April 19, 2020

Lease Structures 101

Introduction

In an office building, there are two types of lease structures that landlords most commonly use. These two categories are gross and net. The main difference between the two is how the rent is calculated and how the operating expenses for the building are accounted for.

In a gross lease, the tenant is responsible for paying one monthly rent check that includes all occupancy costs. In a net lease, the tenant pays the base rent in addition to a percentage (known as the pro rata share) of operating expenses for the building. While tenants usually can’t choose the type of lease structure used, it’s important to recognize how each one functions and how it will affect your occupancy costs. We will explain the mechanics of each lease structure in further detail below.


Gross Leases

As we mentioned, in a gross lease structure, also known as a full-service lease, the tenant pays one monthly rate that includes all occupancy costs. The landlord pays all of the operating costs of the building, including property taxes, insurance, and maintenance. The biggest benefit to a tenant in this type of lease structure is that occupancy costs are very predictable throughout the lease term, allowing tenants to forecast expenses for the duration of the lease.

A slight variation on the gross lease is the modified gross lease. This structure functions similarly to a gross lease, but certain expenses – for example, utilities and janitorial – are not included and are instead the responsibility of each tenant.

In both the gross and modified gross lease structures, landlords will often insert a base year provision, which allows an incremental portion of the occupancy costs to be passed on to the tenant. For more information on base years and how they function, see our previous blog post here.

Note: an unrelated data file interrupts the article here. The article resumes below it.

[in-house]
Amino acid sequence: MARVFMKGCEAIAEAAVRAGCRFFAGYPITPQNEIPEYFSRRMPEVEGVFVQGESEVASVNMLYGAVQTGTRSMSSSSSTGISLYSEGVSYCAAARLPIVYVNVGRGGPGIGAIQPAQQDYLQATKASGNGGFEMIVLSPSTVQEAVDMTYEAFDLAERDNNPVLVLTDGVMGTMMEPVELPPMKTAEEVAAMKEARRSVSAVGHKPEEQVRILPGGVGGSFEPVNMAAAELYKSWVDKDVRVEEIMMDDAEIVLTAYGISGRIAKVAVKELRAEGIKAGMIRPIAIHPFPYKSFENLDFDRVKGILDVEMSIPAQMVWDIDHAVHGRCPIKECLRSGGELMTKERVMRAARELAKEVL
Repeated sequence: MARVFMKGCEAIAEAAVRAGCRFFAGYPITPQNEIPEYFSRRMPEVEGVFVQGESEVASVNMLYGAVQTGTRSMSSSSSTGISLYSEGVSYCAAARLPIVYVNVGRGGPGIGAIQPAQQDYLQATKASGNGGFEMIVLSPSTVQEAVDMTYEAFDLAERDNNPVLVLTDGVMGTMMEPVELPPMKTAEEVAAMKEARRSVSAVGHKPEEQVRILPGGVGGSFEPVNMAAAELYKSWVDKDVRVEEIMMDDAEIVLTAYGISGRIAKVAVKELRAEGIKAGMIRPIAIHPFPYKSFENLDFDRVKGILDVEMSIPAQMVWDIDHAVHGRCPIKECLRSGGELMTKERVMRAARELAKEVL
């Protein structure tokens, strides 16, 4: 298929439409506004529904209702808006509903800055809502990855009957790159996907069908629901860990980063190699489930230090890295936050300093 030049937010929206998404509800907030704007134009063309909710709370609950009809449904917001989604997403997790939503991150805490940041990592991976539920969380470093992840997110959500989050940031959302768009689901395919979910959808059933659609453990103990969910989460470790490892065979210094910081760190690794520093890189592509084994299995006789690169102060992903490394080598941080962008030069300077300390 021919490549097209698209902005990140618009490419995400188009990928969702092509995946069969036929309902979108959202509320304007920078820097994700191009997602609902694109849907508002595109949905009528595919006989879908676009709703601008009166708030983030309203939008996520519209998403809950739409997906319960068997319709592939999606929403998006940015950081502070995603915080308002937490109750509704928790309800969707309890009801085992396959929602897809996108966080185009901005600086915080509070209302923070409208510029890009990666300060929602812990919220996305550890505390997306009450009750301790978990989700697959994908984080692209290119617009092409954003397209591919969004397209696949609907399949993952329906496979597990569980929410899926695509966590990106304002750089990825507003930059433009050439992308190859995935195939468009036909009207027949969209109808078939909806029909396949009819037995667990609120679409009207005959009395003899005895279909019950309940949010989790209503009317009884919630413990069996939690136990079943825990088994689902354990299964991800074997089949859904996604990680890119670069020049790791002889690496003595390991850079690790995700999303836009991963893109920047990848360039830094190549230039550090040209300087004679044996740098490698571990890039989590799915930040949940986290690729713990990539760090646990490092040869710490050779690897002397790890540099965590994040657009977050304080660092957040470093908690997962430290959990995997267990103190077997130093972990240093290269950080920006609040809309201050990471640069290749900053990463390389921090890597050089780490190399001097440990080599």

Net Leases

The net lease structure can take many forms. Ranging from a single net lease to a triple net lease, this lease structure allows the landlord to recover the operating cost of the building directly from each tenant. For the purposes of this discussion we will focus on the triple net (NNN) lease, as it is the most common type of net lease. The nets refer to operating expenses that the tenant pays in addition to the base rent. In the NNN lease structure, tenants pay a base rent each month and an additional payment for operating expenses. The operating expenses typically include property taxes, insurance, and common area maintenance. The amount that a tenant pays is based upon the pro rata share. The quoted lease rate will often be lower than the quoted rate of a gross lease, because operating expenses in a triple net lease are quoted separately.

For instance, if a tenant occupies 2,500 SF in a 10,000 SF building, the tenant’s pro rata share is 25% (2,500/10,000). If the operating expenses for the building are $50,000 for the year, the tenant reimburses the landlord $12,500, or $1,042 per month, in addition to the base rent. This type of lease offers the landlord more assurance that their operating costs will be fully reimbursed. For tenants, the triple net lease structure has less predictability, because the operating costs can vary from year to year. In recent years the triple net lease has become more popular among landlords because of the ability to recover operating costs.


Conclusion

Recognizing how each lease structure functions and how it will impact your business’s occupancy costs is critical. You should have an understanding of what costs you are responsible for and how they are going to be billed. Having the right representation to advise and assist you through the leasing process can help save you time and money. The tenant advisory team at NAI Elliott specializes in assisting tenants before, during, and after the leasing process. Feel free to give us a call!


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© 2020 NAI Elliott - All Rights Reserved

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